by Craig Springer
Any reader of area history is familiar with this phrase, or a derivation: "It had 7,000 people, 22 saloons, 14 grocers, and three newspapers." We speak of Kingston. Ghost Towns and Mining Camps by James and Barbara Sherman, exemplifies the snapshot ghost town profiles that pack in the interesting and arcane fun facts of a rip-roaring past in a small printed space. The Shermans even name the three periodicals. Theirs is the story twice-told. But we're not telling it again here, because the Shermans had it wrong: Kingston had 10 newspapers!
Meet the Kingston press by order of appearance--and disappearance. Also included in this list is the frequency of publication. This is thanks in large part to the University of New Mexico Press book, The Territorial Press of New Mexico, by Porter Stratton.
While prospectors were scratching around on the east face of the Black Range as early as the late 1870s, industry had picked up by 1880. In September 1882, the town of Kingston was platted. The boom was on. According to one early observer, writing for the Engineering and Mining Journal who was there in November 1882, a printing press had already lumbered into town. That press seems probable to have belonged to this first Kingston newspaper on our list.
January - October 1883. Weekly. Tribune. Moved to Deming.
January - November 1884. Weekly. Clipper. Renamed the Sierra County Advocate.
November 1884 - March 1885. Weekly. Sierra County Advocate. Moved to Hillsboro March 1885.
April 1885 - March 1886. No publications per Stratton.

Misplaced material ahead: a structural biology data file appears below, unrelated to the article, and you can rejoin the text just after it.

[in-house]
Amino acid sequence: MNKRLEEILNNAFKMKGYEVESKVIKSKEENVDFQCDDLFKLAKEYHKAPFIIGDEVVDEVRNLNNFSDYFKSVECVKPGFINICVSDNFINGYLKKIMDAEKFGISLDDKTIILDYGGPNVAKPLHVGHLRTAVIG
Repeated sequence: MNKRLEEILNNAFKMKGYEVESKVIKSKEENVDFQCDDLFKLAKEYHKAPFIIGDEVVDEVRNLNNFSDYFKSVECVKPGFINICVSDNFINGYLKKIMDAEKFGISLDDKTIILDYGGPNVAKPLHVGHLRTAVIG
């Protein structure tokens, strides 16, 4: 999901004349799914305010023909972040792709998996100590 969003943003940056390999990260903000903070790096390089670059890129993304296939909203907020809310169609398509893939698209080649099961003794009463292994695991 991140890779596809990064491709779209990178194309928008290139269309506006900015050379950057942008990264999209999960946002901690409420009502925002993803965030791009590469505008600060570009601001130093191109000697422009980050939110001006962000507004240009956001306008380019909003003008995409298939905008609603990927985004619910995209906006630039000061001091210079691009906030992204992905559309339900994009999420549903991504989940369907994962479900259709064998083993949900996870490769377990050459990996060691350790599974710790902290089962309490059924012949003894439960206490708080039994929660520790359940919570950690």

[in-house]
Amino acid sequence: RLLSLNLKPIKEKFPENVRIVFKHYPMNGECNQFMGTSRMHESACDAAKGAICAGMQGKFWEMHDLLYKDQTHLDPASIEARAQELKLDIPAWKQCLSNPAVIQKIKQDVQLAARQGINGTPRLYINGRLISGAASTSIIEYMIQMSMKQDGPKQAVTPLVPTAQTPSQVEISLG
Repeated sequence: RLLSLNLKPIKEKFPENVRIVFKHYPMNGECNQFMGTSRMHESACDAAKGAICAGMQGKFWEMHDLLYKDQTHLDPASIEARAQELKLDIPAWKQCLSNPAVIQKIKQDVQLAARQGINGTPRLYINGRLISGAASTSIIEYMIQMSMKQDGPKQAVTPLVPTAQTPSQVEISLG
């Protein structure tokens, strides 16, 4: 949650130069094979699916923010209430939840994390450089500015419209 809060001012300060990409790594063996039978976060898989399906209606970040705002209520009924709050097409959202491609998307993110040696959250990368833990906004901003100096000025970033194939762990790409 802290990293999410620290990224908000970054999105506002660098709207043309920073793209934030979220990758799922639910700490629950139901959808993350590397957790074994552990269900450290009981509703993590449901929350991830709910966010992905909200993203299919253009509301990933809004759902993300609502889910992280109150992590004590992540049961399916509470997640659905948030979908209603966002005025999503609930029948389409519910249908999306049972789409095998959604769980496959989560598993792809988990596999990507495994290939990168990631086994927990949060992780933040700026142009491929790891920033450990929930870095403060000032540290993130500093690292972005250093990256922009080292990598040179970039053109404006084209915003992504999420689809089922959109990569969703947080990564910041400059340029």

April - July 1886. Weekly. Percha Shaft. Merged with Ledge summer 1886.
July 1886. Daily. Ledge. Merged with Percha Shaft summer 1886.
July - December 1886. Weekly. Percha Shaft and Ledge. Became Daily Shaft.
December 1886 - March 1887. Daily. Daily Shaft. Became Weekly Shaft.
December 1886 - February 1887. Weekly. Black Range Herald. Combined with Sierra County Advocate.
Fall of 1888. Weekly. Sierra County Democrat. An election campaign publication.
March 1887 - December 1893. Weekly. Weekly Shaft. Moved to Rincon.
Newspapers came and went in Kingston. Based on Stratton, 10 newspapers called Kingston home but never did any of them compete with one another for any length. Only one periodical had any lasting life, the Weekly Shaft. It too found its end as did much of the boom town with the Panic of 1893.
Comparably, in the same time period (1883 - 1893) Albuquerque with a population of 3,785 in 1890 had 16 daily and weekly English-only newspapers, according to Stratton, many competing with one another for readers. Also it's worth noting that during the oft-reported heyday of Kingston, c. 1885 - 86 where some writers say Kingston reached its peak population, that no newspaper published in Kingston for an entire 12 months.
It begs the question, what was different with Kingston? Did Stratton miss something? Email or comment with your ideas.